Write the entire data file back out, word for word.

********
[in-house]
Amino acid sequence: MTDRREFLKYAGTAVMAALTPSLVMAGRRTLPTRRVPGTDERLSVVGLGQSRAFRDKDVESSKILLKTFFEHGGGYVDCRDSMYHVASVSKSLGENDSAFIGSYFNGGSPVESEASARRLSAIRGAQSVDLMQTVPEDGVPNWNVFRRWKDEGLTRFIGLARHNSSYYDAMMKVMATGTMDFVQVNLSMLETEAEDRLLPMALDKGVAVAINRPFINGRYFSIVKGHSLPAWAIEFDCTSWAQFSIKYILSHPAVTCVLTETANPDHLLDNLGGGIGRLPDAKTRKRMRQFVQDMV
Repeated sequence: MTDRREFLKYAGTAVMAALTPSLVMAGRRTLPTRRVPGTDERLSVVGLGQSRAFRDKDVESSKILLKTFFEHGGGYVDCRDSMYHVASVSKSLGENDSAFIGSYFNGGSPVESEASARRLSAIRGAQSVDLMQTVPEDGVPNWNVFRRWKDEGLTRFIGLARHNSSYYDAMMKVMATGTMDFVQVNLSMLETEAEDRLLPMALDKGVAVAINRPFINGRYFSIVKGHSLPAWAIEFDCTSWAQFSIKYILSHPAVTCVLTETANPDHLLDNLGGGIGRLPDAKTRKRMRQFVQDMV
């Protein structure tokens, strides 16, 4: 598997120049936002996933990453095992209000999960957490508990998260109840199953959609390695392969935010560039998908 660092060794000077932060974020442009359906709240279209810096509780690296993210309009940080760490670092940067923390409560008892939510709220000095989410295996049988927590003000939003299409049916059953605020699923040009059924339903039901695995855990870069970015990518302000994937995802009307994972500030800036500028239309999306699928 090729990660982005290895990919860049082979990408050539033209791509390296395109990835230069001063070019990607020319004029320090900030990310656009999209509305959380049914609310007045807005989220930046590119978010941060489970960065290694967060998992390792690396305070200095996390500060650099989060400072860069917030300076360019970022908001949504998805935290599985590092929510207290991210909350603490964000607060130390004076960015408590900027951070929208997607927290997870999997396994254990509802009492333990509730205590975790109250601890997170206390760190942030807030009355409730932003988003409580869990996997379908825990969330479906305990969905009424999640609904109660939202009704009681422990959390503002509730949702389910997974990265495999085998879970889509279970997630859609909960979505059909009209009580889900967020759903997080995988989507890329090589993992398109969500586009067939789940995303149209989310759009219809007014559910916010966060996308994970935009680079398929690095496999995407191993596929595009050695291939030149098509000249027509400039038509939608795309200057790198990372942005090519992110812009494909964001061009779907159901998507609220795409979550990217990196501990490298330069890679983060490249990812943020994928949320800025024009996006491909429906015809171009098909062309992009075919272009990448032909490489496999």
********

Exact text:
[in-house]
Amino acid sequence: MTDRREFLKYAGTAVMAALTPSLVMAGRRTLPTRRVPGTDERLSVVGLGQSRAFRDKDVESSKILLKTFFEHGGGYVDCRDSMYHVASVSKSLGENDSAFIGSYFNGGSPVESEASARRLSAIRGAQSVDLMQTVPEDGVPNWNVFRRWKDEGLTRFIGLARHNSSYYDAMMKVMATGTMDFVQVNLSMLETEAEDRLLPMALDKGVAVAINRPFINGRYFSIVKGHSLPAWAIEFDCTSWAQFSIKYILSHPAVTCVLTETANPDHLLDNLGGGIGRLPDAKTRKRMRQFVQDMV
Repeated sequence: MTDRREFLKYAGTAVMAALTPSLVMAGRRTLPTRRVPGTDERLSVVGLGQSRAFRDKDVESSKILLKTFFEHGGGYVDCRDSMYHVASVSKSLGENDSAFIGSYFNGGSPVESEASARRLSAIRGAQSVDLMQTVPEDGVPNWNVFRRWKDEGLTRFIGLARHNSSYYDAMMKVMATGTMDFVQVNLSMLETEAEDRLLPMALDKGVAVAINRPFINGRYFSIVKGHSLPAWAIEFDCTSWAQFSIKYILSHPAVTCVLTETANPDHLLDNLGGGIGRLPDAKTRKRMRQFVQDMV
């Protein structure tokens, strides 16, 4: 598997120049936002996933990453095992209000999960957490508990998260109840199953959609390695392969935010560039998908 660092060794000077932060974020442009359906709240279209810096509780690296993210309009940080760490670092940067923390409560008892939510709220000095989410295996049988927590003000939003299409049916059953605020699923040009059924339903039901695995855990870069970015990518302000994937995802009307994972500030800036500028239309999306699928 090729990660982005290895990919860049082979990408050539033209791509390296395109990835230069001063070019990607020319004029320090900030990310656009999209509305959380049914609310007045807005989220930046590119978010941060489970960065290694967060998992390792690396305070200095996390500060650099989060400072860069917030300076360019970022908001949504998805935290599985590092929510207290991210909350603490964000607060130390004076960015408590900027951070929208997607927290997870999997396994254990509802009492333990509730205590975790109250601890997170206390760190942030807030009355409730932003988003409580869990996997379908825990969330479906305990969905009424999640609904109660939202009704009681422990959390503002509730949702389910997974990265495999085998879970889509279970997630859609909960979505059909009209009580889900967020759903997080995988989507890329090589993992398109969500586009067939789940995303149209989310759009219809007014559910916010966060996308994970935009680079398929690095496999995407191993596929595009050695291939030149098509000249027509400039038509939608795309200057790198990372942005090519992110812009494909964001061009779907159901998507609220795409979550990217990196501990490298330069890679983060490249990812943020994928949320800025024009996006491909429906015809171009098909062309992009075919272009990448032909490489496999």